Always have a jigging spoon rigged and ready all year round. If you mark fish on your depth finder pick it up and drop it down to them. Nothing imitates a dying shad like a jigging spoon and it will catch Walleyes at anytime of year

#2 rangerman

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Posted 24 October 2010 - 08:19 AM

Mike,
That is a great article you wrote above. You are definitely out to help guys catch fish and it is very admirable. Great job my friend!

#3 Hogfan

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Posted 26 October 2010 - 04:54 PM

Nice article...thanks Mike!

#4 lonkm

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Posted 26 October 2010 - 09:53 PM

Fall & Winter Walleye fishing on Bull Shoals Lake -

Mike Worley (www.bullshoalsfishing.com) Bull Shoals Lake Guide Service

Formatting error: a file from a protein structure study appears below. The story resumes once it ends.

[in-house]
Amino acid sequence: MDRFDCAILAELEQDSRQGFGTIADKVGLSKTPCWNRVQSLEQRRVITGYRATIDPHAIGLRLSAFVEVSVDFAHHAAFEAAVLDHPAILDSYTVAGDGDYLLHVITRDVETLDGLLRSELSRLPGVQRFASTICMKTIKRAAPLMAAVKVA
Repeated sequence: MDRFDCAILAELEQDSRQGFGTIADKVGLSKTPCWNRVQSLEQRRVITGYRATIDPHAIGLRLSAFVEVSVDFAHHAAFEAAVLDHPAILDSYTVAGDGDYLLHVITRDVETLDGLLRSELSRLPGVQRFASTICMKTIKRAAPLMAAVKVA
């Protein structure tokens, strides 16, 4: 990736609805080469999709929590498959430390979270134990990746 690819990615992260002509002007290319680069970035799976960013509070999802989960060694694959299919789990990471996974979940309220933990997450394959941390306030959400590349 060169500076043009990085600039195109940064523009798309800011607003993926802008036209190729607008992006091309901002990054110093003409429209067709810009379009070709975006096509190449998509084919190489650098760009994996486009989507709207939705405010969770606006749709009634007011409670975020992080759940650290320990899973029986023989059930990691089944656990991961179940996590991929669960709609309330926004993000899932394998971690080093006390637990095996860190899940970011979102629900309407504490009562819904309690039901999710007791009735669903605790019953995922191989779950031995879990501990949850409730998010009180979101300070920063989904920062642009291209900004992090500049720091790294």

In the fall of the year after restradification (turnover) water temperature (lower 70's-lower 60's) the Walleyes are on the feed. You should find some of the best Walleye fishing of the year, this period is when the Walleyes are feeding and starting to develop eggs for the next spawn. This process is governed entirely by water temperature. The source of protein is mainly threadfin shad. You need to find areas that are holding shad to be successful in finding actively feeding Walleyes. The shad will be attracted to areas of current this may be a creek arm or the main channel of the lake. Current brings the small organisms that the shad feed on. Bull Shoals lake is a man made reservoir with a dam at each end with the White river running though it. On the surface it appears to be a still body of water but it has many sources of current which you must keep in mind to constantly find the shad and Walleyes. Power generation is one source of current, wind is another. Rising & falling water levels can help you find shad & Walleyes, rising water levels will generally move the shad into the creek channel as will falling water temperatures. The shad and most of the actively feeding Walleyes will eventually end up in the back sections of the creeks or in the upper sestions of the river channel when winter sets in. During this period you may find shad & Walleyes shallow on a windy bank or deep in a area of river channel current. Remember that the White river has been dammed but it still flows though the depths of the lake. Each day that you plan to fish Bull Shoals lake for Walleyes you should try to get as much information about current as possible. Check to see if the dams at both ends of the lake are generating, what is the weather forecast will there be a wind? what direction and how strong?